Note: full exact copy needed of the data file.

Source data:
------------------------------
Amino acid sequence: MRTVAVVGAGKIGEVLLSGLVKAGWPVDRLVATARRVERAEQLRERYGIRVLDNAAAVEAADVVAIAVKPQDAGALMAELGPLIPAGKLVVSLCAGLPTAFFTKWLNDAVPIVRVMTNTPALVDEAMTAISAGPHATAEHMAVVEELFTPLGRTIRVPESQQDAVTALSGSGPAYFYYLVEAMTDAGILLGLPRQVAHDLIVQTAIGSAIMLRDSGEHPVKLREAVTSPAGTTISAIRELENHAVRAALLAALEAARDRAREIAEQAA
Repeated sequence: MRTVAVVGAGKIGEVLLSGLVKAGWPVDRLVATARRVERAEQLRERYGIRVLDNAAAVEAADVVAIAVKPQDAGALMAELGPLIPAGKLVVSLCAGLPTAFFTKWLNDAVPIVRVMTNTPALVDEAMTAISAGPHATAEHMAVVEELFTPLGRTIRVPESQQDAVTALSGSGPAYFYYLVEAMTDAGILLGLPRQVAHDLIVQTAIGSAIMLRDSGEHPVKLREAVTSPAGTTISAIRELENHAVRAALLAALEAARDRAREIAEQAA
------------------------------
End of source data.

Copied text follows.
Amino acid sequence: MRTVAVVGAGKIGEVLLSGLVKAGWPVDRLVATARRVERAEQLRERYGIRVLDNAAAVEAADVVAIAVKPQDAGALMAELGPLIPAGKLVVSLCAGLPTAFFTKWLNDAVPIVRVMTNTPALVDEAMTAISAGPHATAEHMAVVEELFTPLGRTIRVPESQQDAVTALSGSGPAYFYYLVEAMTDAGILLGLPRQVAHDLIVQTAIGSAIMLRDSGEHPVKLREAVTSPAGTTISAIRELENHAVRAALLAALEAARDRAREIAEQAA
Repeated sequence: MRTVAVVGAGKIGEVLLSGLVKAGWPVDRLVATARRVERAEQLRERYGIRVLDNAAAVEAADVVAIAVKPQDAGALMAELGPLIPAGKLVVSLCAGLPTAFFTKWLNDAVPIVRVMTNTPALVDEAMTAISAGPHATAEHMAVVEELFTPLGRTIRVPESQQDAVTALSGSGPAYFYYLVEAMTDAGILLGLPRQVAHDLIVQTAIGSAIMLRDSGEHPVKLREAVTSPAGTTISAIRELENHAVRAALLAALEAARDRAREIAEQAA